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  Microsoft Windows files and folders management problems

  Pre-open files attack agains locked file

From:3APA3A <3APA3A_(at)>
Subject:Microsoft Windows Vista/2003/XP/2000 file management security issues

Title: Microsoft Windows Vista/2003/XP/2000 file management security issues
Author: 3APA3A,
Vendor: Microsoft (and potentially another vendors)
Products:  Microsoft  Windows Vista/2003/XP/2000, Microsoft resource kit
          for Windows 2000 and different utilities.
Access Vector: Local
Type: multiple/complex (weak design, insecure file operations, etc)

0. Intro

This   is   an   article   I   promised   to   publish   after  Windows
ReadDirectoryChangesW  (CVE-2007-0843)  [1] issue. It should explain why
you must never place secure data inside insecure directory.

It  contains  a set of attack scenarios to demonstrate security weakness
in  few very common Windows management practices. Neither of the problem
explained  is  critical,  yet combined together they should force you to
review  your  security  practices.  I  can't  even say "vulnerabilities"
because  there  is  no something you can call "vulnerability". It's just
something you believe is secure and it's not.

1.1 Problem: inability to create secured file / folder in public one.
   Attack: folder hijack attack

First,  it's simply impossible with standard Windows interface to create
something secured in insecure folder.

Scenario  1.1:

Bob  wishes  to  create "Bob private data" folder in "Public" folder to
place  few private files. "Public" has at least "Write" permissions for
"User" group. Bob:

    I   Creates "Bob private data" folder
    II  Sets permission for folder to only allow access to folder himself
    III Copies private files into folder

 Alice wants to get access to folder Bob created. She

    Ia  Immediately  after  folder  is  created,  deletes "Bob private
        data"  folder  and creates "Bob private data" folder again (or
        simply  takes  ownership  under  "Bob  private data" folder if
        permissions allow). It makes Alice folder owner.
    IIa Immediately  after  Bob  sets permissions, she grants herself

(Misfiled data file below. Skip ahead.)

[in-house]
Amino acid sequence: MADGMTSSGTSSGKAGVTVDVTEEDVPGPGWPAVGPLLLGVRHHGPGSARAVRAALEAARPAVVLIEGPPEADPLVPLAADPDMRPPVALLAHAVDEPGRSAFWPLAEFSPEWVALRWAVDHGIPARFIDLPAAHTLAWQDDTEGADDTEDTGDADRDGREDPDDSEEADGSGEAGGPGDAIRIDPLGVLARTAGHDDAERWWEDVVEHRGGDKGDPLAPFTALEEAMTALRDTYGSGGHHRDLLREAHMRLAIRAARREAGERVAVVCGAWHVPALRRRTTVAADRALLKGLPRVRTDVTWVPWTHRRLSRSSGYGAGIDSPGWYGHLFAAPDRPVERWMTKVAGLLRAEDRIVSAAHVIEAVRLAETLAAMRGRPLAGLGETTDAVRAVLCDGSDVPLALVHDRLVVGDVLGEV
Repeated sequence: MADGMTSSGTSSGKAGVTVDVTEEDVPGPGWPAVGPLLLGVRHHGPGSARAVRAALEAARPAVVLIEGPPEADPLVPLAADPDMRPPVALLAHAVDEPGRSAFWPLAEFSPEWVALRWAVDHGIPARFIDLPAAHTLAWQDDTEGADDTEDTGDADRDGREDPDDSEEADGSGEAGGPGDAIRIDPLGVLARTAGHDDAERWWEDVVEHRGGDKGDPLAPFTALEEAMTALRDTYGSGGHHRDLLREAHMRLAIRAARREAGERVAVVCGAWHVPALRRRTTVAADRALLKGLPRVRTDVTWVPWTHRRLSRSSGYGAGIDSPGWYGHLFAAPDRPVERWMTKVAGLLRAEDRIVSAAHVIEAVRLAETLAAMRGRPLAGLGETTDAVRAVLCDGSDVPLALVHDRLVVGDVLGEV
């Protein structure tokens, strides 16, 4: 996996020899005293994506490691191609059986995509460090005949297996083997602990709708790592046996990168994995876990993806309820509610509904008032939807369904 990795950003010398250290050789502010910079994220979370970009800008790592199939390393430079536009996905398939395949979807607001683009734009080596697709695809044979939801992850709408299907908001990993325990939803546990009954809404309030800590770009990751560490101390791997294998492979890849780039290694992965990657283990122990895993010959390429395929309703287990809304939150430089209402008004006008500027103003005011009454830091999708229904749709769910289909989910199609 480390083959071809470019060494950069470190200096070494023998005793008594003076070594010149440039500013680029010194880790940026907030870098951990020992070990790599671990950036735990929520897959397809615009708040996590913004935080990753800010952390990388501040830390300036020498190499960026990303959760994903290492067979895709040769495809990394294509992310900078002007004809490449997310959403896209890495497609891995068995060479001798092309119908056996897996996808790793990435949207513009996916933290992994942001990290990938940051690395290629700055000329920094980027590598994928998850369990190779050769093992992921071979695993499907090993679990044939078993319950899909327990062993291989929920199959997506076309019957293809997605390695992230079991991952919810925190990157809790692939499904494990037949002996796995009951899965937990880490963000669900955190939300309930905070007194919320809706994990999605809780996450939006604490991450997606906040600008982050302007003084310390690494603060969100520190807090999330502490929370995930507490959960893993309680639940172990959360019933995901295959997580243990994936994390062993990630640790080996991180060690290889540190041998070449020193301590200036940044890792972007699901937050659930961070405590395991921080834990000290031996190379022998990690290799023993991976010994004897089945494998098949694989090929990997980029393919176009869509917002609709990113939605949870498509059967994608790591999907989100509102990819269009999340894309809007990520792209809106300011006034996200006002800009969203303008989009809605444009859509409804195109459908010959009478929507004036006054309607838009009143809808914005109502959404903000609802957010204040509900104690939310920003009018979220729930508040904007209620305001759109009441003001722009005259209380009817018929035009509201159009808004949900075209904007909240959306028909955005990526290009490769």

full control under folder. She can do it as a folder owner.
    IIIa  Reads  Bob's  private  files,  because  files permissions are
        inherited from folder

 Alice   can  use  "Spydir"  (  tool  to
 monitor  files  access  and automate this process. As you can see, [1]
 elevates this problem significantly.
 This   is  not  new  attack.  Unix  has  "umask"  command  to  protect
 administrators and users. Currently, Windows has nothing similar.

 CreateFile() API supports setting file ACL on file creation (just like
 open()  allows  to set mode on POSIX systems). ACL can be securely set
 only  on  newly  created  files.  This raises a problem of secure file

1.2  Problem: Inability to lock / securely change permissions of already
    created file
    Attack: pre-open file/directory attack.

 There  are  few  classes  of insecure file creation attack (attempt to
 open   existing  file),  exploitable  under  Unix  with  hardlinks  or
 symlinks.  It's  believed  Windows  is  not vulnerable to this attacks

   I.  There  is  no  symlinks  under Windows. Symlink attacks are not
   II. Security  information  in  NTFS  is  not  stored  as  a part of
       directory entry, it's a part of file data. Hard link attacks are
       not possible.
   III. File  locks  in  Windows  are  mandatory.  It  means,  if  one
        application  locks  the file, another application can not open
        this  file, if user doesn't have backup privileges. It mitigate
        different file-based attacks.

 There  is at least one scenario, attacker can succeed without symbolic
 link:  to  steal  data  written to file created without check for file
 existence regardless of file locks and permissions.

 Attack description: if attacker can predict filename to be written, he
 can  create file, open it and share this file for all types of access.
 Because  locking  and  permissions  are  only  checked  on  file open,
 attacker  retain  access  to  the  file  even  if it's locked and it's
 permissions are changed to deny file access to attacker.

 Exploit (or useful tool):

 Opens  file, shares it for different types of access and logs changes,
 keeping the file open.

 Compiled version is available from

 Scenario 1.2.1:

  Bob is now aware about folder hijack attack. He use xcopy /O /U /S to